Queen Elizabeth II's coffin flown to London as nation prepares for state funeral
Europe;United Kingdom
The cortege makes its way on The Mall during a nighttime rehearsal for when the coffin will be moved from Buckingham Palace to Westminster Hall. /Carlos Barria/Reuters

The cortege makes its way on The Mall during a nighttime rehearsal for when the coffin will be moved from Buckingham Palace to Westminster Hall. /Carlos Barria/Reuters

Queen Elizabeth II's body returned to London after resting in Edinburgh's historic St Giles' Cathedral, where her son King Charles III and his three siblings held a silent vigil.

The casket will remain at Buckingham Palace overnight before being placed on a gun carriage and escorted by a military cortege to Westminster Hall. The monarch's body will be lying in state for four days before her state funeral. 

Members of the public will be allowed to proceed past the coffin, which will be covered by the Royal Standard flag with the sovereign's orb and scepter placed on top, for 24 hours a day until the morning of the funeral.


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The UK government is preparing for huge numbers and has issued warnings for those intending to pay their respects, as members of the public have already begun camping in London ahead of Monday's ceremony.

Westminster Hall will be open to the public from 5 p.m. on Wednesday 14 September until 6.30 a.m. on Monday 19 September.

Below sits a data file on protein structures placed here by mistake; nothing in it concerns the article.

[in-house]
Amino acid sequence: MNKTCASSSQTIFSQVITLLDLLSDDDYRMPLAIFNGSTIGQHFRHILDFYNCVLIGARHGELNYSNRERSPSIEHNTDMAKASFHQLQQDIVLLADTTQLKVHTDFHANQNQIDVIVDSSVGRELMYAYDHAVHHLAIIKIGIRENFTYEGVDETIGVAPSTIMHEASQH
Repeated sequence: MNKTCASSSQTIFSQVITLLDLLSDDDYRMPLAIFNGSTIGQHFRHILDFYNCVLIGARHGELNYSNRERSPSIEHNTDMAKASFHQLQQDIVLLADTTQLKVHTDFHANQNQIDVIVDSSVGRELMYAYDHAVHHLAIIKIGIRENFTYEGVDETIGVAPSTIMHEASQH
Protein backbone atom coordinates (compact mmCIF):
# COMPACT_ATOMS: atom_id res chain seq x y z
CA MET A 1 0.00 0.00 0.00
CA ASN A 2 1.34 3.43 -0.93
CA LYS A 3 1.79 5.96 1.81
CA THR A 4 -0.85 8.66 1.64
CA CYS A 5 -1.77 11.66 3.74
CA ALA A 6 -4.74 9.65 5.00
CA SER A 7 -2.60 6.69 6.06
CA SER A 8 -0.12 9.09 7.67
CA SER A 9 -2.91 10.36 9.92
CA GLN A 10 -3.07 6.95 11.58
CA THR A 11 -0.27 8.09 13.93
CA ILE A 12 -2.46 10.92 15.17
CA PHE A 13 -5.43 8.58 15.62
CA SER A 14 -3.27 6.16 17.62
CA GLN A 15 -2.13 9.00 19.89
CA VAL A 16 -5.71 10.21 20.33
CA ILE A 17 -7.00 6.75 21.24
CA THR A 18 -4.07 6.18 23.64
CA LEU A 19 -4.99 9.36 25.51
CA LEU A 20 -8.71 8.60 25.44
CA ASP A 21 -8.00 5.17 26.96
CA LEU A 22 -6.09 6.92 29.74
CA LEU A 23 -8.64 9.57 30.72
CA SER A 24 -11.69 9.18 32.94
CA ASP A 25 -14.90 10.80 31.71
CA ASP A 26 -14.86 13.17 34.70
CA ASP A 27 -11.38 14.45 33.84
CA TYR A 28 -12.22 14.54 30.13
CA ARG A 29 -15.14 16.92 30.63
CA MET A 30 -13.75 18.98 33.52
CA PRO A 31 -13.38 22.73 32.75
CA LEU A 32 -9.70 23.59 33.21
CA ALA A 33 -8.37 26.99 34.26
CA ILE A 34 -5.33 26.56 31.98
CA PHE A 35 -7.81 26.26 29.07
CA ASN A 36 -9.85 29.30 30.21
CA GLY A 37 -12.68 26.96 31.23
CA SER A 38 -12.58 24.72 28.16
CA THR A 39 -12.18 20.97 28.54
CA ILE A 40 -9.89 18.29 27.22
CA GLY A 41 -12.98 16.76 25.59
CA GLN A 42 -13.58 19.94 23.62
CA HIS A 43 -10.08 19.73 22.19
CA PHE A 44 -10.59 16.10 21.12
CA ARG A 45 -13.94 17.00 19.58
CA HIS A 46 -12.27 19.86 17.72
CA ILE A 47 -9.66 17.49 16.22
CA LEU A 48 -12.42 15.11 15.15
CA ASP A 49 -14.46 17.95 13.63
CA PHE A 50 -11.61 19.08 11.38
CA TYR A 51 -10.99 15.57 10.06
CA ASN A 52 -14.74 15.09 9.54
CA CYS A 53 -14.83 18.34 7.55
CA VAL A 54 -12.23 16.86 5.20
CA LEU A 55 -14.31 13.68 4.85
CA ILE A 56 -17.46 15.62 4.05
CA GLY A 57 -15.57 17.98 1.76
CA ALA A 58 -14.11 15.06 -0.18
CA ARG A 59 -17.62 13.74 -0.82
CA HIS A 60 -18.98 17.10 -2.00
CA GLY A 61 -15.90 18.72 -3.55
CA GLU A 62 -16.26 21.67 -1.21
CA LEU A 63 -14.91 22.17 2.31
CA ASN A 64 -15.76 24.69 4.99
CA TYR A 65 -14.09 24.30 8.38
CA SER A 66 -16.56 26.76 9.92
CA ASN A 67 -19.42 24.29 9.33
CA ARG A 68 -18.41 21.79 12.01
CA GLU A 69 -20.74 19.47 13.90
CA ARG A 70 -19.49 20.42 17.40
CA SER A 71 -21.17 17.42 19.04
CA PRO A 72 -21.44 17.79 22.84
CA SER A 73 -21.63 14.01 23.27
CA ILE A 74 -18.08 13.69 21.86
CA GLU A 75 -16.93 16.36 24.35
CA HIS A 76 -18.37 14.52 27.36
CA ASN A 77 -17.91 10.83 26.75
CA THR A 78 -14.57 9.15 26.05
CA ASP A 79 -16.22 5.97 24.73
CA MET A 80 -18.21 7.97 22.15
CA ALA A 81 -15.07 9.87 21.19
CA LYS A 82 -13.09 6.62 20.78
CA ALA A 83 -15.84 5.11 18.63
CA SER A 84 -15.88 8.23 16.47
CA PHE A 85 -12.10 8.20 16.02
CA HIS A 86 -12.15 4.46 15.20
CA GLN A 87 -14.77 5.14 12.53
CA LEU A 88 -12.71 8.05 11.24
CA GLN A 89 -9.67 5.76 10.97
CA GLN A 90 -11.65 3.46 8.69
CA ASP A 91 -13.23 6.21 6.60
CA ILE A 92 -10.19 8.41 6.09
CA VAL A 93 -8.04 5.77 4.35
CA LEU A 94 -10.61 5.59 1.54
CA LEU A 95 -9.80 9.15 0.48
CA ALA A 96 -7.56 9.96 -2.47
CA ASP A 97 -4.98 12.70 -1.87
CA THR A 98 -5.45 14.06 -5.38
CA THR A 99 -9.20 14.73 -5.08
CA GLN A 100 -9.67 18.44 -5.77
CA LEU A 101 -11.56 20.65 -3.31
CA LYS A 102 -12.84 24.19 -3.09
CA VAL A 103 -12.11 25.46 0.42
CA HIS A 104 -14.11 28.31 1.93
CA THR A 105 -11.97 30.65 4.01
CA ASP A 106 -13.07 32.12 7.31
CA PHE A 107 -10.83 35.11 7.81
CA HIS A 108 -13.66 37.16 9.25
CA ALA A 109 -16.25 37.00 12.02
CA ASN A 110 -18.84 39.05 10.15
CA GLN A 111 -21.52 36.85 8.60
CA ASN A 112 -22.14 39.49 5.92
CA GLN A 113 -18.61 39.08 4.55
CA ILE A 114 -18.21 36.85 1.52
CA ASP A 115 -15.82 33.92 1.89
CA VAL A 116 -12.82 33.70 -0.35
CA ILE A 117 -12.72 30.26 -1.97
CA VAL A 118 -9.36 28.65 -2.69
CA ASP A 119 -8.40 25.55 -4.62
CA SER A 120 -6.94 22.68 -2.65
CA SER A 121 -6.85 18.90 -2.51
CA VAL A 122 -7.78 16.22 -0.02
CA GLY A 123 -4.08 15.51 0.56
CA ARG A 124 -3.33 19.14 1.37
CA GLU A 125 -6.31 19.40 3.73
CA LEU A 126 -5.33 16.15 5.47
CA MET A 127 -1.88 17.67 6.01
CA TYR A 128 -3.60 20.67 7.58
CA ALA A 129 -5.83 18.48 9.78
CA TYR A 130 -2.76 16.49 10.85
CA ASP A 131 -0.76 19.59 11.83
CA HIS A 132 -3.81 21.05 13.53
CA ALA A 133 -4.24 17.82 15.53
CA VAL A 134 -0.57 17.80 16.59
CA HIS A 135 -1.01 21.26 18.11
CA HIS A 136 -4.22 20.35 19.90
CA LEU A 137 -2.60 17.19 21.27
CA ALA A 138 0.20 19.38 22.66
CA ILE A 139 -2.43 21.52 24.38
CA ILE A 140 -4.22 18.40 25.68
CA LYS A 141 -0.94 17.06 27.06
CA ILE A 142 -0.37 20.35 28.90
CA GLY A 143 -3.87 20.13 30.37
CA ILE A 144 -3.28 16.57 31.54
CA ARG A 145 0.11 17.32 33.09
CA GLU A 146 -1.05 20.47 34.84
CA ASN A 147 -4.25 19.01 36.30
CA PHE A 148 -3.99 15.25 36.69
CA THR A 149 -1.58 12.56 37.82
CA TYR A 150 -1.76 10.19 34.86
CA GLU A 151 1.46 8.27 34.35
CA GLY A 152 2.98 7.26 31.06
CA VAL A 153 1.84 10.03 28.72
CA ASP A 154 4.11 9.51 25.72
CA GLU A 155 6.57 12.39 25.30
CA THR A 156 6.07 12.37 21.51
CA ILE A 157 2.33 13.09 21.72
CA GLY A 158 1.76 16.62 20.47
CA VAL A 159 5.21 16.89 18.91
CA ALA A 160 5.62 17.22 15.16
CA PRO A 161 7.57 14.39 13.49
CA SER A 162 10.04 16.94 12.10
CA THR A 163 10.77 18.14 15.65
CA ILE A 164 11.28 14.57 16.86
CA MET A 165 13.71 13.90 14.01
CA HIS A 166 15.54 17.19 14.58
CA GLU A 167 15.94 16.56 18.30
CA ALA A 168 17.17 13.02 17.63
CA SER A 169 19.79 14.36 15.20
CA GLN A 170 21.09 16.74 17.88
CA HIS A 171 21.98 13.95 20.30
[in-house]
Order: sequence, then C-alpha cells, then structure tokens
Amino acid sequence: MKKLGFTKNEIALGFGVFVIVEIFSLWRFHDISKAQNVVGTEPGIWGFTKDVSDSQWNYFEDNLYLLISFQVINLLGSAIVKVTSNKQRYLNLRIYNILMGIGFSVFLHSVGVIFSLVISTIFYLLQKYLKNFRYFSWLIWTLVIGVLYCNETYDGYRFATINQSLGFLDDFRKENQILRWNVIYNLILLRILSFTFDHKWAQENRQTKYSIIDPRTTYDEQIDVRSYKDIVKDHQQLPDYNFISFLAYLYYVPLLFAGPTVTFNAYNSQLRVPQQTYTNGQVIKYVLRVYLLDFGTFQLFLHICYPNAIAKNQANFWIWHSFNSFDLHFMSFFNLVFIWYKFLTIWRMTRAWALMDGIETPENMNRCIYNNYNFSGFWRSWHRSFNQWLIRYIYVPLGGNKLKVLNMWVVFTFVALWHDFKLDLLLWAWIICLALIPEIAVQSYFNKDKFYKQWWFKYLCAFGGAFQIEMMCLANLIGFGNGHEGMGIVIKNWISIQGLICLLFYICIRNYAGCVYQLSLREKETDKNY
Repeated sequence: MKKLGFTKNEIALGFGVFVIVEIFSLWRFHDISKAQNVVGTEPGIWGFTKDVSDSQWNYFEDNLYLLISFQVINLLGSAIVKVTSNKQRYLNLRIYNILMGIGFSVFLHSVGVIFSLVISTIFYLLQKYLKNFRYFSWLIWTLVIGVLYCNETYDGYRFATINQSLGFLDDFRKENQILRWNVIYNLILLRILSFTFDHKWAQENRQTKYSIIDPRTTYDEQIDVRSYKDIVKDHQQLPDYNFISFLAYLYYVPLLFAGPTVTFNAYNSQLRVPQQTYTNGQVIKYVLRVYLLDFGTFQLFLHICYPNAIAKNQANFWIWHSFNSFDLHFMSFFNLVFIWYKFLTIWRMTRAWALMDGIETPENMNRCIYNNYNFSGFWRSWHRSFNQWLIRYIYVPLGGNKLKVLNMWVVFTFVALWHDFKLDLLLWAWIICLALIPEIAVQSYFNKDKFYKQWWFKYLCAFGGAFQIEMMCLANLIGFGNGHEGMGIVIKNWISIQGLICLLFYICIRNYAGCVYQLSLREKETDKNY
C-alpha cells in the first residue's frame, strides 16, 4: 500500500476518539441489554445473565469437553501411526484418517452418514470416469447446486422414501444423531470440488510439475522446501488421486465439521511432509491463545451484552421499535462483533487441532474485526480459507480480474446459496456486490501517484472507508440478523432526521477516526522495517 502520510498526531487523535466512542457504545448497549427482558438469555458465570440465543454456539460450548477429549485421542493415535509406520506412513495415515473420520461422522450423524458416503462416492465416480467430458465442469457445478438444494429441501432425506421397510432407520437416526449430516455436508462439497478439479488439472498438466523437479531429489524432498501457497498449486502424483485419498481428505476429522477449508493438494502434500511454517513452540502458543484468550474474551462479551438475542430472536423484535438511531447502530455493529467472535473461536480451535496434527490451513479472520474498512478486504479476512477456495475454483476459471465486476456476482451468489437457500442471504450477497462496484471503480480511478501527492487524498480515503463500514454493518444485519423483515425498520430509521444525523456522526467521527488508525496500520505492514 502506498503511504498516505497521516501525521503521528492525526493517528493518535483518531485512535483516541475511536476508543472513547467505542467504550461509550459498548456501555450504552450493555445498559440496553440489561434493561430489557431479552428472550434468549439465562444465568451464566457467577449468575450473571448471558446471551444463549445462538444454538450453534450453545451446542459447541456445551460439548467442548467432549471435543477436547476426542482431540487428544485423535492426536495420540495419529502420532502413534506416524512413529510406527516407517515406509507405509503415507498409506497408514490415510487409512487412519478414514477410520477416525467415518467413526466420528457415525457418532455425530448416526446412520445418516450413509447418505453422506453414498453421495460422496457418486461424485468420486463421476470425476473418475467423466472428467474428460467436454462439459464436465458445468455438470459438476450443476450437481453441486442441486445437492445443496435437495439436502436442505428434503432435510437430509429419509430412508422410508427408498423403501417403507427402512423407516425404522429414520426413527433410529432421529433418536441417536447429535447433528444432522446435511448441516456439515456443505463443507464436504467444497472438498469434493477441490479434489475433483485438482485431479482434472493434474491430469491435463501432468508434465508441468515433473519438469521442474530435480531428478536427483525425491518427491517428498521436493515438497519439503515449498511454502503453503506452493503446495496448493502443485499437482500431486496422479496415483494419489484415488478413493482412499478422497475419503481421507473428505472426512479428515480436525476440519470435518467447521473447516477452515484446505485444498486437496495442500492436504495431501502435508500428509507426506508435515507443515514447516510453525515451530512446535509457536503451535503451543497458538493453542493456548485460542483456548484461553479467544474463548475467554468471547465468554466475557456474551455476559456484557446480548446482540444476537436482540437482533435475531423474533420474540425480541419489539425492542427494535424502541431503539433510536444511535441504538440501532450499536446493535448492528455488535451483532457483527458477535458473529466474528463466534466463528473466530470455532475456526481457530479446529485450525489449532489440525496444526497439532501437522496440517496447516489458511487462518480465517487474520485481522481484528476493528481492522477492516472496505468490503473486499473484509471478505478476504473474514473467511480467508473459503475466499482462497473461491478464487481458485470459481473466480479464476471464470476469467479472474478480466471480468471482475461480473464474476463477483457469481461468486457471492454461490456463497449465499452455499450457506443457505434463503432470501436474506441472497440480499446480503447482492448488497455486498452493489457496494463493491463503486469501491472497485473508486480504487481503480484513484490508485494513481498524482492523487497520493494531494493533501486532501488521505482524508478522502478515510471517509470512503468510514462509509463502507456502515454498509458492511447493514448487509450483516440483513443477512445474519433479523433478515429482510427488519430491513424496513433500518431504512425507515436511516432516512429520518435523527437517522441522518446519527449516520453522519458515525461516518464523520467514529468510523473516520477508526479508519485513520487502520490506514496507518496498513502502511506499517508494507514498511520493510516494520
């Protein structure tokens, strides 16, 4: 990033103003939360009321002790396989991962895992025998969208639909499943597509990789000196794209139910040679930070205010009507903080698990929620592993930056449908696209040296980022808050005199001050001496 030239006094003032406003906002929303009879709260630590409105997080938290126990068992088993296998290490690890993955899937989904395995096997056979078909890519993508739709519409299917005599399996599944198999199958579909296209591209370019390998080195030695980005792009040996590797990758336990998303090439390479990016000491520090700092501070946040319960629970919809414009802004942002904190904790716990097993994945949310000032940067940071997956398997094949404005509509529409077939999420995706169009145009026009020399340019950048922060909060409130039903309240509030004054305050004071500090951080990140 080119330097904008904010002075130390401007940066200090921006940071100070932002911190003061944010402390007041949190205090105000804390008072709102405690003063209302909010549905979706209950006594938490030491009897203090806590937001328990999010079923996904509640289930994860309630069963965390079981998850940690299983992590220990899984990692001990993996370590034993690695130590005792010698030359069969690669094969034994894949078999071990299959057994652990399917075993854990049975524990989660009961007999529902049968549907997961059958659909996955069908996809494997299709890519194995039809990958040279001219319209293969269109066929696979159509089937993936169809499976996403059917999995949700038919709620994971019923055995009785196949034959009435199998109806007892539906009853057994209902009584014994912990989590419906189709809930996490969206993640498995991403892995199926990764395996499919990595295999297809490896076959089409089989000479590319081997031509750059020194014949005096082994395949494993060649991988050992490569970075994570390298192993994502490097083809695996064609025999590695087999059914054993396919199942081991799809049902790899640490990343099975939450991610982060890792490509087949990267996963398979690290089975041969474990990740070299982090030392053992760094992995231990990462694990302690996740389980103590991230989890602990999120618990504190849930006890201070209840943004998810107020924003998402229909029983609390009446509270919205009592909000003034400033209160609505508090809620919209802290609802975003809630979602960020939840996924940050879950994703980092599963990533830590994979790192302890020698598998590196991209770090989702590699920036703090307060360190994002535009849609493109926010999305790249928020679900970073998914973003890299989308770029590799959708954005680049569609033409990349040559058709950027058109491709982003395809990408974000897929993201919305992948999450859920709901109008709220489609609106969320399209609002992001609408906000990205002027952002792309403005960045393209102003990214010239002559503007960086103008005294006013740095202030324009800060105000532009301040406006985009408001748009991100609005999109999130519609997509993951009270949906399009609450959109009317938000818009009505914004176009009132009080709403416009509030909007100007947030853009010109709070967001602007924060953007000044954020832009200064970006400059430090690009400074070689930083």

Government advice on attending the lying in state:

· The queue is expected to be very long. Prepare to stand for many hours, likely overnight, with little opportunity to sit down, as the queue will keep moving.

· Dress 'appropriately' – individuals wearing offensive or political slogans won't be permitted entry.

· Filming and photography will be strictly prohibited

· You will need to go through airport-style security with tight restrictions on what you can take in. Only small bags are permitted.

· Plan your journey – major public transport links will run a reduced service.


King Charles confirmed the day of the funeral will be a Bank Holiday. His Majesty will attend, as will senior UK politicians and heads of state from around the world and key representatives from the charities she supported. U.S. President Joe Biden and France's President Emmanuel Macron have confirmed they will attend.

Following the ceremony, the state hearse will take the coffin to Windsor Chapel on the outskirts of London, where a committal service will take place. She will then be buried next to her husband, the late Prince Philip.

Ahead of the Queen's funeral, Britain's Civil Aviation Authority said it will introduce airspace restrictions, as part of the overall security arrangements.

Some hospital appointments that were scheduled for Monday have been postponed across the UK due to the upcoming national day of mourning. The National Health Service has taken the decision to let individual trusts assess the needs of their patients with some remaining open for time-sensitive appointments such as maternity checks and cancer treatments. 

In a similar fashion some funerals, other than the Queen's, are being postponed – although some will go ahead, according to the National Association of Funeral Directors.

Meanwhile Charles, who automatically became king of Great Britain and Northern Ireland and 14 other realms including Australia, Canada, Jamaica and New Zealand, has also been traveling to the four parts of the United Kingdom before the funeral, following Monday's appearance in Edinburgh by flying to Belfast. 

He met with senior politicians and faith leaders and attended a service at the city's St Anne's Cathedral.

Source(s): Reuters

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